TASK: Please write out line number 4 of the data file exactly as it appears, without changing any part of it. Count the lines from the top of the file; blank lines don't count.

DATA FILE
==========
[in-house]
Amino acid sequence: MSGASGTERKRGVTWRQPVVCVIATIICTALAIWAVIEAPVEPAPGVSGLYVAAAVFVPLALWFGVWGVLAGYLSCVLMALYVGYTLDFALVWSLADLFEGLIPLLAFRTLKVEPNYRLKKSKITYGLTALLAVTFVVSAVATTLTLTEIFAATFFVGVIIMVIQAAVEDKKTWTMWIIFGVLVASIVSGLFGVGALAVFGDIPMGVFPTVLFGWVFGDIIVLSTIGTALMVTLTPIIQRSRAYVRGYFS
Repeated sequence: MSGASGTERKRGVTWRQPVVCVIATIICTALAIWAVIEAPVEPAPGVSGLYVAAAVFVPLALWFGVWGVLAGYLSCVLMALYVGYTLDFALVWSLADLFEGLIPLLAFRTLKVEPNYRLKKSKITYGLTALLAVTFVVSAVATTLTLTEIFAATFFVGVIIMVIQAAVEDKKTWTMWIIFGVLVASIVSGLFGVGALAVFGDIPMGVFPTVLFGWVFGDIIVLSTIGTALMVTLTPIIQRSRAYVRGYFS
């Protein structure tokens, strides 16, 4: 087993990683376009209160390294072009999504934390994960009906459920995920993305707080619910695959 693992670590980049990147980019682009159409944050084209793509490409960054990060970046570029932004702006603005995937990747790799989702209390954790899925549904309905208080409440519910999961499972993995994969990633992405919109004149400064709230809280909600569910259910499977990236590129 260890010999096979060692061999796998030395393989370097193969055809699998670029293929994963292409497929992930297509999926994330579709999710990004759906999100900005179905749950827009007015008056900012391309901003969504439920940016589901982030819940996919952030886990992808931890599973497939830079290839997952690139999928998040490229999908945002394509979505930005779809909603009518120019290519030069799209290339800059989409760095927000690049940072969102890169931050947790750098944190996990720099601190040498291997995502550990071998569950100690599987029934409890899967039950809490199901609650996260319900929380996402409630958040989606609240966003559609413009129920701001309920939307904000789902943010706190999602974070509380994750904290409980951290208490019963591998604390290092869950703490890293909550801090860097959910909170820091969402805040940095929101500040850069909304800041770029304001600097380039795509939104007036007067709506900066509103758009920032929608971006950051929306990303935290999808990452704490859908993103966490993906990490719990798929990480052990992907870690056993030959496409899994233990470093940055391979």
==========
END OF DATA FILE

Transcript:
């Protein structure tokens, strides 16, 4: 087993990683376009209160390294072009999504934390994960009906459920995920993305707080619910695959 693992670590980049990147980019682009159409944050084209793509490409960054990060970046570029932004702006603005995937990747790799989702209390954790899925549904309905208080409440519910999961499972993995994969990633992405919109004149400064709230809280909600569910259910499977990236590129 260890010999096979060692061999796998030395393989370097193969055809699998670029293929994963292409497929992930297509999926994330579709999710990004759906999100900005179905749950827009007015008056900012391309901003969504439920940016589901982030819940996919952030886990992808931890599973497939830079290839997952690139999928998040490229999908945002394509979505930005779809909603009518120019290519030069799209290339800059989409760095927000690049940072969102890169931050947790750098944190996990720099601190040498291997995502550990071998569950100690599987029934409890899967039950809490199901609650996260319900929380996402409630958040989606609240966003559609413009129920701001309920939307904000789902943010706190999602974070509380994750904290409980951290208490019963591998604390290092869950703490890293909550801090860097959910909170820091969402805040940095929101500040850069909304800041770029304001600097380039795509939104007036007067709506900066509103758009920032929608971006950051929306990303935290999808990452704490859908993103966490993906990490719990798929990480052990992907870690056993030959496409899994233990470093940055391979």